Irregardless (it's actually a word now..) despite popular belief, about a month ago, a very wonderful and special man asked me to be his wife. As I type those words, they still feel unreal. Yours truly, the snarky horse, the people observer and explorer of worlds, is settling down. That doesn't mean I have to do it without a fight, of course. And we all know how keen I am at being against something.
Lucky for me, as soon as that ring was placed on my ring finger, an entire universe of things to be against blossomed into a lush garden. The question was inevitably asked, at least three hundred sixty two million times. "When's the wedding?" And subsequently, "What colors are you choosing?" and then, "Have you started planning yet?".
I'm a girl, so the answer is "Oh, just about since I was 5."
However, this girl grew up and became a woman, in a country dragging out of a recession and working part time. And after sitting at my share of wedded bliss receptions and ceremonies, I decided (surprise!) I don't want a traditional wedding. And no, it's not because I'm a hipster and decided to rent an airplane hanger where I hire indie bands as entertainment to strum shoe box guitars and cry into a tuba. I'm also not about having kegs as chairs and stalks of corn as centerpieces just to be "different"..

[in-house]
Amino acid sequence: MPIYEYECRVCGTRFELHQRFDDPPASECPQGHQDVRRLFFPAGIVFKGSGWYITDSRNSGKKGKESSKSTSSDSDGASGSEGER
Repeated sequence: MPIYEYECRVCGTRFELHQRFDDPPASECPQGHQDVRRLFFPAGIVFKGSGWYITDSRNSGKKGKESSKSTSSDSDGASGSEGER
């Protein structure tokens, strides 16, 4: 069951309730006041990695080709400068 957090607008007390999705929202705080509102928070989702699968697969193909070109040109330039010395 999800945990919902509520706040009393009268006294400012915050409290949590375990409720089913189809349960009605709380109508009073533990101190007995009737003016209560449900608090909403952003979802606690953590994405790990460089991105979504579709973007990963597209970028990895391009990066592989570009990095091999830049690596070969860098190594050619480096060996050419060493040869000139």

It's because I cringe at the amount of money that people willingly pour into a wedding. And I already have an added layer of complexity thanks to having a fiance in South America.
Tell me, why do you have to have 500 people at your reception? Ten years from now, will you even still be around these people? Will you still even live in the same area? And why does everyone have to be fed a 50 course meal by a posh set of hands? I just don't get it. The average bride & groom drop a nice 25-30 G's on a wedding. That's enough for a lovely down payment for a home, or to feed a number of villages in East Africa.
Anyway- to each their own, right? If you want to spend a fortune on a few hours, it's your world. I just never heard anyone say, "Wow, remember Angie's wedding 20 years ago? That five layer cake was delicious!"
Maybe I just don't hang in those circles, which is fine by me.
I happen to see something lovely in the simple union of two people who love each other, and may not have a lot to impress hoards of strangers, but have two key ingredients: a lot of love and creativity, and the mutual understanding that an entire future of days is waiting to be lived together, bound by love and an absence of wedding day debt.
Sure, a wedding day should be special, and it should be a marked occasion, a day different from the rest. But it's also at the end of such day, simply the beginning. And despite the entire industry targeted at making me feel bad if I can't afford $500,000 worth of flowers- I will refuse to conform to those ideals.
I will, however, finagle, bargain, and DIY until I die.